Hershey is what company towns would look like if companies were run by 6-year-olds. There’s a zoo, waterpark, amusement rides, museums, a grand hotel and a great big candy factory that perfumes the whole town with the heady scent of chocolate. Founder Milton Hershey was determined to build a utopia that nurtured the people he employed. They gave him Kisses (about 1,300 per minute). He gave them schools, affordable housing, theaters, championship golf and everything else. The fatherless candy tycoon died, in effect, penniless in 1945 having directed his entire fortune to fund The Milton Hershey School for underprivileged children. Today, the school’s endowment is $6 billion and will endure for as long as people crave chocolate. “He insisted pennies from every purchase of Hershey products go to fund the school,” says Hershey Entertainment & Resorts spokesperson Mindy Bianca (www.hersheypa.com). And you thought his chocolate was sweet.
Atlantic City: 'Always Turned On'
It could be argued some prostitutes have more demure pick-up lines. But since when did subtlety ever outsell sex? Never. In this case, titillation works for a city that’s always strolled a fine line trying to retain a glorious past while reminding potential tourists about all that’s shiny new and sexy. “People seem to get a chuckle out of it,” says Jeff Vasser of the Atlantic City CVB (www.atlanticcitynj.com), who says the line scores well with bachelor/bachelorette parties, and convivial seekers of nightlife and entertainment. Given that kind of clientele, latching onto something so nakedly risque was no gamble. History shows anything announcing it’s really turned on will always attract more people than it turns off.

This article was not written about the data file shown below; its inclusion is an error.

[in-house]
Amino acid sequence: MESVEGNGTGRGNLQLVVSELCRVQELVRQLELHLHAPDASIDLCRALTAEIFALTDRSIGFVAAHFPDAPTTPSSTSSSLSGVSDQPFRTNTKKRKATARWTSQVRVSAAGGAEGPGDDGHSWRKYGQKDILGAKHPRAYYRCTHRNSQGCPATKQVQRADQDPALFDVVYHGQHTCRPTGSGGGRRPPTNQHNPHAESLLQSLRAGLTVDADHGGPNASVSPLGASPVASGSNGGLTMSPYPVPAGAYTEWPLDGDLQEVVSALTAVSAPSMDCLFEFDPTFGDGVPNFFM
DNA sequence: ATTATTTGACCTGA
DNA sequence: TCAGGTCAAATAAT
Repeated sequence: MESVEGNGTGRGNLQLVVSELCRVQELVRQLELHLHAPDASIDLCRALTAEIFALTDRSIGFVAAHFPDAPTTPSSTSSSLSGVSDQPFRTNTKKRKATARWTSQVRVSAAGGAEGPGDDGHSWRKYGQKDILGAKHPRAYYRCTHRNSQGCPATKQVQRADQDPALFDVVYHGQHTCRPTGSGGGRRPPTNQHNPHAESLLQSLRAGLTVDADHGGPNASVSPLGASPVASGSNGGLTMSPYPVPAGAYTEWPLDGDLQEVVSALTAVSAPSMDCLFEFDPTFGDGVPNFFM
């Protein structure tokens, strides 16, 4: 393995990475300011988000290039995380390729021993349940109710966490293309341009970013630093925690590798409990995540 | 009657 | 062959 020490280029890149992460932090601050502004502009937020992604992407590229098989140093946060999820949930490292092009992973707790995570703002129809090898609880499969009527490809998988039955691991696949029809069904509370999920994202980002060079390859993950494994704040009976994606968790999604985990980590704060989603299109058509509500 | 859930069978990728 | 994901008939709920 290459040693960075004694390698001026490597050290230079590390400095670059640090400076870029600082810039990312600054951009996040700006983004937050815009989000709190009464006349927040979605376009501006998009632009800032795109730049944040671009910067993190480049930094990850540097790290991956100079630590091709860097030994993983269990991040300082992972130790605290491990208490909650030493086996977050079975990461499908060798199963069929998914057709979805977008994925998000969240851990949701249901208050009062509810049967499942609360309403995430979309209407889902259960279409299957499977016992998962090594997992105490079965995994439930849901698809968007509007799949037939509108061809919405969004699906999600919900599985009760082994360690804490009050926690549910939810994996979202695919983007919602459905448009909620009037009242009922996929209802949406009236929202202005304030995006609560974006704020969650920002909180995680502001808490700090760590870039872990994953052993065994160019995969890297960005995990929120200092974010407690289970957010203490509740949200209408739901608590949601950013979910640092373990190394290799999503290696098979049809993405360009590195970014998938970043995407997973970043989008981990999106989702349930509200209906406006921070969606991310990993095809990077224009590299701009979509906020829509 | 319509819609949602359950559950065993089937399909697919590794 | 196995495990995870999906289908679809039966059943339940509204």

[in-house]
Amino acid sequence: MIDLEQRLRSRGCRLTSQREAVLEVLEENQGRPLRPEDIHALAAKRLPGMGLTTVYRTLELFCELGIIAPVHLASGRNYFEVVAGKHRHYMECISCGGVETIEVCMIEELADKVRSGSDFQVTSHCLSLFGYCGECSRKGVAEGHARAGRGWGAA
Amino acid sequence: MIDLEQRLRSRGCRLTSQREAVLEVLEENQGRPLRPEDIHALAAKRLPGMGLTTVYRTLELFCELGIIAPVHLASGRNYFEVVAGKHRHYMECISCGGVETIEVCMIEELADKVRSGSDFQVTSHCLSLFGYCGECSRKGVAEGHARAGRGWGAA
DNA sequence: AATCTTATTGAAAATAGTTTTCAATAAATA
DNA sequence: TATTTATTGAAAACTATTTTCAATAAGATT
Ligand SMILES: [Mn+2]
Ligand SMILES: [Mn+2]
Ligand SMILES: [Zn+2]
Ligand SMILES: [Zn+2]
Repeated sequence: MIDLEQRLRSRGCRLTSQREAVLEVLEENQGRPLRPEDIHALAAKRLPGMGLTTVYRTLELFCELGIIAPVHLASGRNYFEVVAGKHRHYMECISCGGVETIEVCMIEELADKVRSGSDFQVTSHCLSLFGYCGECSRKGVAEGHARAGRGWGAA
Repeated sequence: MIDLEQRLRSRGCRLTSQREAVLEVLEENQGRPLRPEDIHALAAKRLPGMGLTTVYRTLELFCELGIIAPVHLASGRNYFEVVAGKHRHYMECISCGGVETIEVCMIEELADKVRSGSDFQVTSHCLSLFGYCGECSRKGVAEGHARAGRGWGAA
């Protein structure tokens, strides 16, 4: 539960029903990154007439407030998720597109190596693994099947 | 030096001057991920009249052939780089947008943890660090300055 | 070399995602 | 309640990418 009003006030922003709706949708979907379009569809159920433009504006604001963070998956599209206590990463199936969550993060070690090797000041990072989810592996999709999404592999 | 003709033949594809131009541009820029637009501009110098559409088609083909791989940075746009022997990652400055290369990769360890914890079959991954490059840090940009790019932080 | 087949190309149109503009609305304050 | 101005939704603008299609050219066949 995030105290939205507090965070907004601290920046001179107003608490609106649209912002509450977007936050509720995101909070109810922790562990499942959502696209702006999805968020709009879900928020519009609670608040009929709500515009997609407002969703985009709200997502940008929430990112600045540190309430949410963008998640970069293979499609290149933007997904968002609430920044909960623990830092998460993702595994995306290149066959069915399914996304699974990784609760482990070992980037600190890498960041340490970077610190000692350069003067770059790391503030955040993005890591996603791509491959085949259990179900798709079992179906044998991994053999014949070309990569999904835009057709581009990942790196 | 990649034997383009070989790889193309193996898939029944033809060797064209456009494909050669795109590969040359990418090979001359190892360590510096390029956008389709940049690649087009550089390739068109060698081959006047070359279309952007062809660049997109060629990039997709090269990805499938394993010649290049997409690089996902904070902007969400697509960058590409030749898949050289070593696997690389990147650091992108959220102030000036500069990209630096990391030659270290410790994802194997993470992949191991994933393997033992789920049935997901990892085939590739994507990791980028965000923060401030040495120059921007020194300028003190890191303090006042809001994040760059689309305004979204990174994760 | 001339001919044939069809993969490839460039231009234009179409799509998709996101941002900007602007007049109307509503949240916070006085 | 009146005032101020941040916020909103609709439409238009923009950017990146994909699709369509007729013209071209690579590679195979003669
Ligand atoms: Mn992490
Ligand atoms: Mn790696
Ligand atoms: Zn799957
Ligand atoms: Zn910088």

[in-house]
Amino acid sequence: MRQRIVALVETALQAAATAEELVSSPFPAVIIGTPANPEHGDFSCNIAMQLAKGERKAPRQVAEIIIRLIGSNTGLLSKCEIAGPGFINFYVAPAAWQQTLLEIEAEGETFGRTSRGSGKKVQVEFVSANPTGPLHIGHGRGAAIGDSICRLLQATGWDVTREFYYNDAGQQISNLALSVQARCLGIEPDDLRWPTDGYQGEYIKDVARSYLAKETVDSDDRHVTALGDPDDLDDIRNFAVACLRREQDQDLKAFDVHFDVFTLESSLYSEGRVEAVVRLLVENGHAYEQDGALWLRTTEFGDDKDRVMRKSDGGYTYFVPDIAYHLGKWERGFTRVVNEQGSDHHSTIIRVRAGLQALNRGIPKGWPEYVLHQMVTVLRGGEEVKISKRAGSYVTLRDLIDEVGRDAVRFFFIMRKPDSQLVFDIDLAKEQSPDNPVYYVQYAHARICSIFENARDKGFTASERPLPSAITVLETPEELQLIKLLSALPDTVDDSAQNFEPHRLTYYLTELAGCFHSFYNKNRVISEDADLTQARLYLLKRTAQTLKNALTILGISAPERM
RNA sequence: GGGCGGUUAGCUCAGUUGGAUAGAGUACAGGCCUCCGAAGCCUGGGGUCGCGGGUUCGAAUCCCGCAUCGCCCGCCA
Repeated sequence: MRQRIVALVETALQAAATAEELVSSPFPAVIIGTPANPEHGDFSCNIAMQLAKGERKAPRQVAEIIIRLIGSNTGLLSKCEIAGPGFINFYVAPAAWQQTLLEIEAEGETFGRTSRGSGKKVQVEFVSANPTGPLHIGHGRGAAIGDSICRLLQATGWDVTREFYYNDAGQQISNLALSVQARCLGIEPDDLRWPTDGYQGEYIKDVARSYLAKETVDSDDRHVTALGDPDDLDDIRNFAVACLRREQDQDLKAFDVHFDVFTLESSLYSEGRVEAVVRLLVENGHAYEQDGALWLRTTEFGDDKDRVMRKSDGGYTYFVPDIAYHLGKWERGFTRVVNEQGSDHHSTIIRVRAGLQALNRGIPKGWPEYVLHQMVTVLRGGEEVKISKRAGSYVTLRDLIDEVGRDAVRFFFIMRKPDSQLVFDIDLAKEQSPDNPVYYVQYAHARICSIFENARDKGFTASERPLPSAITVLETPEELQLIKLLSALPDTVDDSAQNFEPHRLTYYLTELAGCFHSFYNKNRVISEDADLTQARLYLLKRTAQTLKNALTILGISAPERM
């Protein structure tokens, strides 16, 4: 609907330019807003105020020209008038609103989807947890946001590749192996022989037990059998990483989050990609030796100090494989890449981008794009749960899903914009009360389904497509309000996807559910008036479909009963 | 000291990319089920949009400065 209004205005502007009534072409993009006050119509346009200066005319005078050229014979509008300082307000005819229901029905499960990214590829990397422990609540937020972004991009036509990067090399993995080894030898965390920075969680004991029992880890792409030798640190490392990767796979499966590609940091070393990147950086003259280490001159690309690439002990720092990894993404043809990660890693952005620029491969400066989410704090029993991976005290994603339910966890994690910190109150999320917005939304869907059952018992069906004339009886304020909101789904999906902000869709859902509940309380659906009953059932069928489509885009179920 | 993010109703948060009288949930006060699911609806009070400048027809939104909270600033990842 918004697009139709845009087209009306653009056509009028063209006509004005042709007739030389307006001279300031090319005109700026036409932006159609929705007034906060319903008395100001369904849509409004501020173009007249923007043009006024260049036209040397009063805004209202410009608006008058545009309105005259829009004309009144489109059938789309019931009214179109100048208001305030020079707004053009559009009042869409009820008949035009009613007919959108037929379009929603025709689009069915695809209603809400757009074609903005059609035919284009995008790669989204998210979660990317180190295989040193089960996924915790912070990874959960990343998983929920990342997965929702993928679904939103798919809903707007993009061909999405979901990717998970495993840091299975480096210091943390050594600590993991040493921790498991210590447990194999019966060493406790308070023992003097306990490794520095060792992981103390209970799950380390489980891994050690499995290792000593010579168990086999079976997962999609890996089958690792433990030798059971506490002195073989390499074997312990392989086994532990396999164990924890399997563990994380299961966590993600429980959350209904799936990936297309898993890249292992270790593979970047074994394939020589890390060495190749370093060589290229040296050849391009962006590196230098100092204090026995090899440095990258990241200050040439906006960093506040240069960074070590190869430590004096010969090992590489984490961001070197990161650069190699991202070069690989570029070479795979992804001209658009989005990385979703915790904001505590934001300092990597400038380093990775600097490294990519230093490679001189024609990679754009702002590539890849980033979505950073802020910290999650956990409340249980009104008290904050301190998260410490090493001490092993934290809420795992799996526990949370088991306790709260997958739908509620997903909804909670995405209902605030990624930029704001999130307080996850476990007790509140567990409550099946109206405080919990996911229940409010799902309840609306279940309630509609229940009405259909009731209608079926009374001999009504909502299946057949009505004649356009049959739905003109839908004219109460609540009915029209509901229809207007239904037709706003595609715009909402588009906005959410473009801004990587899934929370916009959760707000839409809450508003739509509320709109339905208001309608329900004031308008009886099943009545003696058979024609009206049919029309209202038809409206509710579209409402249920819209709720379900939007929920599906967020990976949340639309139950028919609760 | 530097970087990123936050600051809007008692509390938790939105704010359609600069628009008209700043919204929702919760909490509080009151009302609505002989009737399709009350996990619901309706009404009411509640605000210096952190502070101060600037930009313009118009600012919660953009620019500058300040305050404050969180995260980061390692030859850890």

New York, N.Y.: 'The City That Never Sleeps'
New York is the only city with a national anthem. The song was written for and first performed by Liza Minnelli in the 1977 Martin Scorsese film “New York, New York,” co-starring Robert DeNiro. But it was Frank Sinatra in 1979 who gave it its signature swagger. Not only does it never sleep, it never acts like it even needs a nap. “That line perfectly conveys all the excitement and electricity that Manhattan represents to the entire world,” says Swartz. “It’s as brash and robust as the city it describes.” It’s home to 24-hour spas, hair salons, movie theaters, bowling alleys and eateries to tempt every taste. And if you need a screw at 4:30 a.m., Manhattan’s the place for you: Nuthouse Hardware, 202 E. 29th Street, is an open ‘round-the-clock hardware store. www.nycgo.com
Las Vegas: 'What Happens in Vegas, Stays in Vegas'
This is the slogan that somehow manages to make sin seem sacred. It both leers and turns a blind eye to the itches much of America longs to scratch. It doesn’t got so far as to endorse immorality, but it does say — wink, wink — this is the place to come if you want to get away with it. “Pure genius,” says Swartz. “That slogan, in effect, rivals church. Any tagline that says it has the power to absolve sin is going to really resonate, as this one certainly has.” A little fling of a thing, the nimble little phrase marries promise with perception while simultaneously annulling any sense that adults must always be responsible. Not always. Not in Vegas. www.lvcva.com